Why you should go Mid-Century Modern.

Mid-Century Modern style took root after World War II at a time when homeowners started living the suburban American dream. For the first time, our homes were somewhere we could find new enjoyment. Our yards were large enough for a barbecue and personalized living space was within the average person’s reach.

Homes had large picture windows and open-concept floorplans. Clean lines, both inside and out, were paramount. Furniture had gentle curves, making them cozier than traditional minimalism but less fussy or ornate than earlier Victorian design. These clean lines are also partly why ranch houses, with their flat and low-pitch roofs, came into their own in the 1950s.

Outside, we often see reinforced concrete block as the home’s exterior, sometimes creating a breezeway in warmer climates. Circular driveways, assuming the homeowner had enough room, were also a feature.

Mid-Century Modern Decor

Luckily, you don’t need to buy a 1950s home or even overhaul an entire room to get the Mid-Century look. Just incorporate some of these key pieces and you'll be on your way.

Bold Colors
For the Mid-Century-inspired look, there are a variety of colors that make it easy to work into your existing décor. For the less-adventurous, try sunflower or mustard yellow. If you're feeling more bold, try chartreuse, pumpkin, turquois, and even red.

Try this: Upholster a statement piece of furniture, such as a couch, in one of these hues and balance it with monochromatic décor in the rest of the room. If a chartreuse couch feels too much, try a smaller piece like an armchair.

Natural Wood
A key element of Mid-Century style is its earthiness. It’s part of why architecture of the time used so many big windows – to bring the outside in. Another way to use those organic influences is with natural woods, whether for furniture, cabinets or even wall panels (although that wouldn’t be our go-to unless you want to feel super-retro).

Try this: Look down. Wood flooring, especially parquet, is a good way to bring the natural wood of Mid-Century Modern into your home. It doesn’t have to be true hardwood. Choose the right material and it will not only look fabulous but also be easier to clean than carpet.

Mid-century modern interior

Tapered Legs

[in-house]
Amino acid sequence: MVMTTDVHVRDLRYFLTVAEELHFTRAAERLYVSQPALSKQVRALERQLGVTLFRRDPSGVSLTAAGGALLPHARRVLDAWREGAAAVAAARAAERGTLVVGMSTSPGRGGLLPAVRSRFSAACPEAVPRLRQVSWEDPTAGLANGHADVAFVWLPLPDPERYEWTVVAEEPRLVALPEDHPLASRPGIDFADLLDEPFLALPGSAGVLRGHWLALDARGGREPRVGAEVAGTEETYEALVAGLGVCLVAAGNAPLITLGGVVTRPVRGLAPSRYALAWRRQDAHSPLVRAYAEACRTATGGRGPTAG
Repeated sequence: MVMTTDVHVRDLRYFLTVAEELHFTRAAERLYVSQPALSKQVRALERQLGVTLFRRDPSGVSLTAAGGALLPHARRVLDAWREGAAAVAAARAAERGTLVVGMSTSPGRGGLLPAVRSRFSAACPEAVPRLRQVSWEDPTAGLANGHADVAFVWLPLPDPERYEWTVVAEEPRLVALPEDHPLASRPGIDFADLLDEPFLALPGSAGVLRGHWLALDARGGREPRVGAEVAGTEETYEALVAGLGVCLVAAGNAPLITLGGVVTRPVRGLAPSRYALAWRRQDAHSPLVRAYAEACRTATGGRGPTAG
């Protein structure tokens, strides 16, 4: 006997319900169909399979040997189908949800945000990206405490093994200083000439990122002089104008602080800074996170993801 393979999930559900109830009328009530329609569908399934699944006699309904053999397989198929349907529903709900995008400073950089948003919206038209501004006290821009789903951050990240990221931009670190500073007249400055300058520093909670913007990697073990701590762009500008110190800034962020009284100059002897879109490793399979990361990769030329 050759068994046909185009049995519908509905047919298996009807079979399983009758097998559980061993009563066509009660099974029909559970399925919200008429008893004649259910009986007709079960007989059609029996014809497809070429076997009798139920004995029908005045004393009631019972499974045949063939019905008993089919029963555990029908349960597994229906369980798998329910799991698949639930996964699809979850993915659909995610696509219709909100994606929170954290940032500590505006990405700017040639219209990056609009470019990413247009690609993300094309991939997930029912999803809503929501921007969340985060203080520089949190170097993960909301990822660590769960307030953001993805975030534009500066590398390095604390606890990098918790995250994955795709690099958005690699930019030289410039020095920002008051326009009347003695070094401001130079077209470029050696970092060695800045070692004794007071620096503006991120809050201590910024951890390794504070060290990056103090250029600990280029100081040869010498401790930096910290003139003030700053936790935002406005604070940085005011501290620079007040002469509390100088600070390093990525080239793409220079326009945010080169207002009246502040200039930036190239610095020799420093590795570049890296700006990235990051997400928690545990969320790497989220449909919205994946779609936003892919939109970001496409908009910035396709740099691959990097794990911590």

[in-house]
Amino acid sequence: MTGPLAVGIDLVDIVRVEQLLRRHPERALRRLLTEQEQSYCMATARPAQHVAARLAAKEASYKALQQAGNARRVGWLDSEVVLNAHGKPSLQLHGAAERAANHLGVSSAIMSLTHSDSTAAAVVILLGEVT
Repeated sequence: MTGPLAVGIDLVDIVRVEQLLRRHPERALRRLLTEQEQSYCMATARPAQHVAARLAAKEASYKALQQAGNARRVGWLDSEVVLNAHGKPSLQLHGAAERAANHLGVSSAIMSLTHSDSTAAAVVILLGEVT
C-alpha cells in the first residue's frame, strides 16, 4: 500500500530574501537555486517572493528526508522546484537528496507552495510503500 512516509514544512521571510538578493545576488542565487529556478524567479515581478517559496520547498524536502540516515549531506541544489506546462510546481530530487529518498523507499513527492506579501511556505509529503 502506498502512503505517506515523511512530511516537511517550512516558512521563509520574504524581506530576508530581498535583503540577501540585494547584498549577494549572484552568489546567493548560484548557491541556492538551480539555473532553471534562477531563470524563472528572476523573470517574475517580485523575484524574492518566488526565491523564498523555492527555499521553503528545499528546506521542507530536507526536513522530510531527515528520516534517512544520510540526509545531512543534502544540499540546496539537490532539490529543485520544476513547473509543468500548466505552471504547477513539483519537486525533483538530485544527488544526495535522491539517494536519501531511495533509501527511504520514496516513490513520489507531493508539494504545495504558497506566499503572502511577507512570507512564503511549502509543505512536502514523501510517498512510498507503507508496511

Mid-Century Modern furniture is often most recognizable by its legs. They’re on the narrow side, tapered and tend to flare out. Some style experts recommend this style of furniture leg if you have a small space that you’re trying to make feel larger. By lifting the furniture up off the floor, you create open sightlines and the illusion of having more room.

Try this: You can buy furniture that already has tapered legs. Or you can try a DIY IKEA hack. In this project from Apartment Therapy, an IVAR cabinet was dressed up with some paint, glam hardware and classic Mid-Century legs to go from boring to party-ready.

Pendant Lighting
Take a cue from our Mid-Century style and switch to pendant lighting. The shades are often domed or ball-shaped and made of glass or other structured material. This could be a fun place to add one of the accent colors we mentioned earlier, too.

Mid-century modern kitchen.

Try this: Hang a series of pendant lights over a kitchen island. The origins of Mid-Century Modern style are in functionality, and extra lighting over a meal prep or dining area does the trick.

Other details, including door hardware, can not only help you create the look in the first place, but when paired with those other accessories, keep your overall style looking cohesive. For example, the clean lines of the Schlage Latitude Lever, pictured above, make a strong geometric statement.

Want to learn more about trending home design styles? Head over to our Style section where we post quarterly updates about what's trending.

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